Prevailing theory, said Kleber, would predict that the hungry microbes would respond most strongly to the nutritious glucose, which would give them the energy to tackle the rest of the organic matter, including the carbon. "And this is likely happening to a certain extent," he said. "But our big surprise was that the energy-poor oxalic acid generated a much stronger response from the microbes than the energy-rich glucose." When they analyzed the water stored in the oxalic acid-treated soil, the researchers saw there was eight times more dissolved carbon in it than there had been before. Additional laboratory tests confirmed the finding that the acids were breaking the carbon-mineral bonds.

"The significance of this research," Kleber said, "is that we have documented for the first time a mechanism by which long-stored soil carbon is cycled back into the system." Oxalic acid is a good stand-in for a whole suite of root compounds that are excreted by plants in the root zone, Kleber said. "Roots excrete several compounds similar to oxalic acid. We can assume that many root exudates act in a similar way."

 

 

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Building Carbon in farm soils | Farming Futures

Building Carbon in farm soils | Farming Futures | Organic Farming | Scoop.it
"Feed the soil, not the plant" is an old mantra of organic farmers that is as relevant today as it was 50 years ago"

Building soil carbon is relatively straightforward: minimise carbon losses to the atmosphere, and maximise additions of carbon to the soil. Preventing carbon losses is commonly overlooked but is of critical importance. Soil carbon is converted to carbon dioxide by oxidisation, the most common causes being deforestation, erosion and cultivation.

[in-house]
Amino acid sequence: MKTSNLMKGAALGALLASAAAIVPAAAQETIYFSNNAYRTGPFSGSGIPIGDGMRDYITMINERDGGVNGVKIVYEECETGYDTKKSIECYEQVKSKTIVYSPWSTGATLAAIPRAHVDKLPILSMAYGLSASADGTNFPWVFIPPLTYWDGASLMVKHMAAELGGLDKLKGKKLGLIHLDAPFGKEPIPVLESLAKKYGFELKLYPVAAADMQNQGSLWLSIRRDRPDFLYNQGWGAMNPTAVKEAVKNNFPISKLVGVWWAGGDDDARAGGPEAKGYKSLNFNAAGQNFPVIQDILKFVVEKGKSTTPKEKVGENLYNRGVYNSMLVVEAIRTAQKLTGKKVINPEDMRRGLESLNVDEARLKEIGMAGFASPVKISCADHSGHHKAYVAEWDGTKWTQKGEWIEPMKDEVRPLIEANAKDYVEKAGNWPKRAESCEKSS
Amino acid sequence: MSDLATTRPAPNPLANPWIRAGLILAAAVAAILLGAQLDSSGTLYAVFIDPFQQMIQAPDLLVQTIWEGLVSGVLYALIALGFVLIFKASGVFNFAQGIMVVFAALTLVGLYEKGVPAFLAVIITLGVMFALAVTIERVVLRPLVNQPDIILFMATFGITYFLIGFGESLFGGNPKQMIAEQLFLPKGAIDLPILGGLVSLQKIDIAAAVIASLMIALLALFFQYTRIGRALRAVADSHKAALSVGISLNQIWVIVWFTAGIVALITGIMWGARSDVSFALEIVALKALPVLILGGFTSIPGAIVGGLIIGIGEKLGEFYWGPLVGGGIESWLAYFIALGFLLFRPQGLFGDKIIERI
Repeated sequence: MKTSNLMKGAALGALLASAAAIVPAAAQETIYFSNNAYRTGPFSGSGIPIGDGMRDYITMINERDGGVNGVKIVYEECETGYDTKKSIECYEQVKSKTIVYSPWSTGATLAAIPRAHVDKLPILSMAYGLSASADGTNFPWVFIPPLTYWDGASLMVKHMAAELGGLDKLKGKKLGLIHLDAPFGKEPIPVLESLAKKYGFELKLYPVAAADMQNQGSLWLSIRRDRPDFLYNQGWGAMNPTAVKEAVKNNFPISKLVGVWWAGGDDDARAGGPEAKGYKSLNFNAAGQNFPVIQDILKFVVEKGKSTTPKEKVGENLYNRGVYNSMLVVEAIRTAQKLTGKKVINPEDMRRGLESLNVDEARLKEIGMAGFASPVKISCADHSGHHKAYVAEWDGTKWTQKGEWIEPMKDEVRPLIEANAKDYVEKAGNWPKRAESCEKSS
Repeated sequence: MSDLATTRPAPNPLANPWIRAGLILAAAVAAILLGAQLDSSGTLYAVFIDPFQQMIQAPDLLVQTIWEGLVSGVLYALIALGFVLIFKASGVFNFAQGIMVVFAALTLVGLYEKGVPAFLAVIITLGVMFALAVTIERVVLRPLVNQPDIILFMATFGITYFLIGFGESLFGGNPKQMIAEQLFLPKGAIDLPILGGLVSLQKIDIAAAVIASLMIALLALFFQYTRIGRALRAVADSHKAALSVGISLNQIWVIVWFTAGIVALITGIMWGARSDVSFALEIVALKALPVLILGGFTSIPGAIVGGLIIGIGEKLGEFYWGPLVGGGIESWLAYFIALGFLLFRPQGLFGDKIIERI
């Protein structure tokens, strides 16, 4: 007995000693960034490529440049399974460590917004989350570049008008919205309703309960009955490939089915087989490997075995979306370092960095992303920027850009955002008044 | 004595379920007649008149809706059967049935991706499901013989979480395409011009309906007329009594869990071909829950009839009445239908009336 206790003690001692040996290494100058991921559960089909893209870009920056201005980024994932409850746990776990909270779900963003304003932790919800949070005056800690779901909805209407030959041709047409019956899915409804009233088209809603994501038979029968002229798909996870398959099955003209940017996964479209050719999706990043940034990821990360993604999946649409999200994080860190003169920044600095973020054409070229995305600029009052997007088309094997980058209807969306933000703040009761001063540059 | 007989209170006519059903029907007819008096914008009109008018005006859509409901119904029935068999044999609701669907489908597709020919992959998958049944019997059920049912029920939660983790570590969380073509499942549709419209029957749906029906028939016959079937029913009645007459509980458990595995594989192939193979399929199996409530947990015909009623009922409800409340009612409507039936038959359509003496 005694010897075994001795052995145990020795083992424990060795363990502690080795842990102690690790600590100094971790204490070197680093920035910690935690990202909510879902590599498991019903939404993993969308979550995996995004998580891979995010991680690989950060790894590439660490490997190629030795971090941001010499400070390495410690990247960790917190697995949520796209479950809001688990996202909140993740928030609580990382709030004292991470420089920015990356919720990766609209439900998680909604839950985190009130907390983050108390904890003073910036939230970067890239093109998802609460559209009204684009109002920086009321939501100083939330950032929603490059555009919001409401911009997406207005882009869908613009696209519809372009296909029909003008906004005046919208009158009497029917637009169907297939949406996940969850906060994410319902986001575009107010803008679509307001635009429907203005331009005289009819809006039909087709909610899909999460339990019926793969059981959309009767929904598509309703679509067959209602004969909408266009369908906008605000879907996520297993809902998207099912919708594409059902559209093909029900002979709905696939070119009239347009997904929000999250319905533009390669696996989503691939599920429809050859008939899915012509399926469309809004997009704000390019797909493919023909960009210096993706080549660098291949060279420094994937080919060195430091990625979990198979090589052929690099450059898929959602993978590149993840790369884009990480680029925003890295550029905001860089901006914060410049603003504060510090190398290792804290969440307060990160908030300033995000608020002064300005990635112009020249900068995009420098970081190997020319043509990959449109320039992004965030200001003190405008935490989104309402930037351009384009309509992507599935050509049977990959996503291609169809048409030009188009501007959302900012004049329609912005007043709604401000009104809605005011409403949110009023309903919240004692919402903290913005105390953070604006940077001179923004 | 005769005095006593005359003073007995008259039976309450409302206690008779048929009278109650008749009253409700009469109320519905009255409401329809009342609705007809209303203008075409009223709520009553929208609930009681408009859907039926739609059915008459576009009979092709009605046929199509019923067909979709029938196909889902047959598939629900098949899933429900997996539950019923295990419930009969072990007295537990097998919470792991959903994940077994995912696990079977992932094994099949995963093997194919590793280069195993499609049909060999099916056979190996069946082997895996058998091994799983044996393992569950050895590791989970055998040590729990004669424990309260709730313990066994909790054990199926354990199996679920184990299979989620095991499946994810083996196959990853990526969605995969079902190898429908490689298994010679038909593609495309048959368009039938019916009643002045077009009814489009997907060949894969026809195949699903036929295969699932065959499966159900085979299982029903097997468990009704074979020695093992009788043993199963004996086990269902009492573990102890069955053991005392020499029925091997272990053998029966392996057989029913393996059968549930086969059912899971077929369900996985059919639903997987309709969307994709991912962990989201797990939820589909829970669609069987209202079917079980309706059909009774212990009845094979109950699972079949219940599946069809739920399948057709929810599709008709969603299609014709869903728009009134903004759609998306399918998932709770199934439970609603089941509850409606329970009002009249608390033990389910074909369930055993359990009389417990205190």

On my farm on the Isles of Scilly, I grow a range of organic fruit and vegetables using both mechanical and manual cultivation. My overall strategy is to minimise the depth and frequency of cultivation, and use cover crops and plastic mulches, reducing erosion and exposure of my soil to oxidation.

In Oxfordshire, Julian Gold grows arable crops on the 800 hectare estate he manages. But he is very serious about looking after his soils, and has been working hard to reduce chemical inputs and increase soil carbon whilst maintaining profitability. He uses satellite guided tractors that only drive over a fifth of any field, minimising tractor tyre pressure and soil compaction. No ploughs or rotavators are used, only shallow discs and harrows. This has led to a significant increase in earthworm populations and improved soil quality.

Soil carbon and climate change

Agriculture is a major contributor to carbon emissions, but the impact of farming on climate change can be reduced. Farming and forestry are almost unique as industries that could absorb more carbon than they release. The atmospheric carbon that could be absorbed in well managed soils is extraordinary. Soil carbon expert Rattan Lal estimates the potential for soil carbon sequestration across the world as "equivalent to a draw - down of about 50 parts per million of atmospheric carbon dioxide by 2100". This amazing figure proves that fixing carbon in soils is one of the few practical means we currently have to actually reduce global atmospheric carbon dioxide levels. Building up soil organic matter is a win-win situation for the fight against climate change as well as soil health and crop yields, and must become the focus of farmers everywhere.